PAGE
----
If a supercar maker throws a bash on your doorstep, it'd be rude not to go.

TETBURY: These leafy lanes are used to the odd Aston Martin wafting by, the brand being one of Prince Charles' favourites. But Gloucestershire's ears were attuned to an even racier sound when McLaren threw its now annual roadshow bash at Calcot Spa: this was the coming out party for the all-new 720S and a topless version of the 570S.

More than cars, McLaren churns out surreal facts, all of which point to a maker that builds aspiration before anything else. Let's talk money. McLaren (overall value: £2.4bn) builds carbon fibre race cars, used fairly equally between track and road. It's hard to think of any auto brand more credible in that pursuit and the brand's bank balance reflects this. Profit last year? £800m.

An appreciative global audience has driven sales in 2015 from 1,654 models up to 3,286 last year. To produce more than the maker's self-imposed limit of 5,000 global sales a year would necessitate turning the Woking factory into a round-the-clock op. Frankly, with two eight-hour shifts already flat out, that's never going to happen. Stare for too long at the 720S and you might imagine an oligarch sitting in company HQ giggling hysterically about ambitions for world domination; the reality is McLaren hates the idea of its badge on every street corner.

Self-reliant and self-funding, the brand's staunch independence (all its models are home-grown with no filched bits from other brands) spells an integrity that has led to four years of profit (just seven years post-start-up). And the order books? Basically, it's a queue-lover's paradise; should you want more than a travel bag, it'll be spring 2018 before you can place an order.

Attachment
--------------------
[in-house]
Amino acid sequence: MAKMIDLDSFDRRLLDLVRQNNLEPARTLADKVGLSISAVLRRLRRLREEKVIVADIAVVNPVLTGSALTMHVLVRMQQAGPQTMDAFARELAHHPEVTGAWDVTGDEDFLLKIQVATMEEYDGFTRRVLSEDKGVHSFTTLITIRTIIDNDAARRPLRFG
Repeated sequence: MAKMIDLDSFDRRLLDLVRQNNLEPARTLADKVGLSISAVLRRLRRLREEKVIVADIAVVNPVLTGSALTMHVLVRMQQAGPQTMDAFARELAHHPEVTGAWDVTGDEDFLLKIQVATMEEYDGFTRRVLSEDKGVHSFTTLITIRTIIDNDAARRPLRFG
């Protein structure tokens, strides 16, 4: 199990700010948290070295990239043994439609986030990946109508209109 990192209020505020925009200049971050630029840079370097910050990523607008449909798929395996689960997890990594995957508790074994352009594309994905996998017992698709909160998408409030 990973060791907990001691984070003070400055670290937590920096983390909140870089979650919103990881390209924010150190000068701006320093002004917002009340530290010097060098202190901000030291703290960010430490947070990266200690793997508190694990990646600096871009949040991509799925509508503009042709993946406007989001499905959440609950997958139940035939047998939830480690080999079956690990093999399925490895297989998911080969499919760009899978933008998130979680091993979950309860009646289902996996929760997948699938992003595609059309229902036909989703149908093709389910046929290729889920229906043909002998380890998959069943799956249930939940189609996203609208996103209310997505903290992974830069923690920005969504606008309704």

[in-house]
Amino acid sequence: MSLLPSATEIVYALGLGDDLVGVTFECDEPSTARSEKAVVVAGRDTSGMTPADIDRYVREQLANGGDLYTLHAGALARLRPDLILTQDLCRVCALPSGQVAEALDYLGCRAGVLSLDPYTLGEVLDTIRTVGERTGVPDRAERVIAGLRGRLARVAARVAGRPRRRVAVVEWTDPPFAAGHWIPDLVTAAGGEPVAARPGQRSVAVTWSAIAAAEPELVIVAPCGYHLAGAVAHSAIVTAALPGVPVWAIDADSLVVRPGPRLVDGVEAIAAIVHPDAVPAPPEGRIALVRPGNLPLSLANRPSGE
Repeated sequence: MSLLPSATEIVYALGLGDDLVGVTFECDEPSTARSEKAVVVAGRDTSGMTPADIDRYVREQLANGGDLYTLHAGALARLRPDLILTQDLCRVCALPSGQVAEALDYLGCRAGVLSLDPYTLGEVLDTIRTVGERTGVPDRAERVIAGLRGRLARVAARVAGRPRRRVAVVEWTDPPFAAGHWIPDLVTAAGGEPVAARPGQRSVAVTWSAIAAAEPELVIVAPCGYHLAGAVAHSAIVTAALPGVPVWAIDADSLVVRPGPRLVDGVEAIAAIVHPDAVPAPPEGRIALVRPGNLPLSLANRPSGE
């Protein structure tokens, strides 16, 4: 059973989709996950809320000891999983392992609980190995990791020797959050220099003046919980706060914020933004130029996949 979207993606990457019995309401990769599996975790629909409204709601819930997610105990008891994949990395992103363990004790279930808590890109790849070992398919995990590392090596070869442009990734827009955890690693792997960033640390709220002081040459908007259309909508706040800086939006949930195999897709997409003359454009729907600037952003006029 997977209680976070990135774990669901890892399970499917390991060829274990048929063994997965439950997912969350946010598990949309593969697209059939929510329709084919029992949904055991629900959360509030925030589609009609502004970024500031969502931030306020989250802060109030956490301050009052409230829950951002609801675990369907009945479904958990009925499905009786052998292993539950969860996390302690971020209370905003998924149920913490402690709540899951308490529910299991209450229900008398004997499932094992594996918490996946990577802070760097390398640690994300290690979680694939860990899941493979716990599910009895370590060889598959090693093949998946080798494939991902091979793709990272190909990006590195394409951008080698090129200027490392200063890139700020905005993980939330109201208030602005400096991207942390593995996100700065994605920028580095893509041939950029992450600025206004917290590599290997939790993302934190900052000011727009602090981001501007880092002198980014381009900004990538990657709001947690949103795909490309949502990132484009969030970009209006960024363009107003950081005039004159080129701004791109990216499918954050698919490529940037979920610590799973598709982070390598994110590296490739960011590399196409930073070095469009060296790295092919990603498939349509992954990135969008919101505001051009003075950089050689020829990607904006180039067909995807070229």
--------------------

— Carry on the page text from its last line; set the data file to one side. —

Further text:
That self-reliance spells the creation of a new McLaren factory between Rotherham and Sheffield, where carbon-fibre tubs will be built, so ensuring the maker has an in-house stream of this crucial component for future models. For the future itself, McLaren has already declared its goal to produce pure EVs, but for the road there we have a panoply of mouth-watering choices, from Sports through Super all the way to Ultimate Series. In that top niche, we can expect a name to be put on the code project BP23 a hybrid model that will echo the legendary F1 thanks to a three-seat driver-in-middle layout. With more than 1,000bhp, it'll cost £1.6m (plus vat) but the production run of just 106 is already three times over-subscribed.

I consoled myself with the keys to the new 720S. Comparatively sedate, the new Super Series option replaces the 650S with a 4.0 litre V8 sitting in a new one-piece carbon fibre tub and superstructure. Against the former model's 3.8, stroke is up by 3.6mm, (the bore is unchanged) and new conrods, pistons, crankshaft and twin-scroll turbochargers season the 710bhp mix. Most drivers would think of 7.8 seconds as respectable in the 0-100kph/62mph stakes; the 720S, given 720PS and 1,283kg overall, needs this much time to reach 200kph, searing on to a top speed of 212mph. I'd offer some notes on how it drives, but with much of my journey spent stuck behind tractors and trucks (apart from the odd point-and-squirt moment of ballistic overtaking), I concentrated instead on the warm feeling gained by returning it intact. After all, no one wants to use a £218,000 car for trimming hedges.

Also, not to be eclipsed by the 720S, McLaren used this roadshow to reveal the Spider version of the 570S, from £164,750 Now featuring a drop-down rear window as well as a power-fold roof, so you listen to the exhaust and engine even more clearly, this car feels just as light and sensuous as its hard-topped sibling. Both newcomers bring a sensation of speed and fluidity that make it hard to believe this is road-ready kit. You might think a brief to build models that please track and road users alike has to spell compromise. McLaren's engineers clearly disagree. No wonder they keep throwing parties.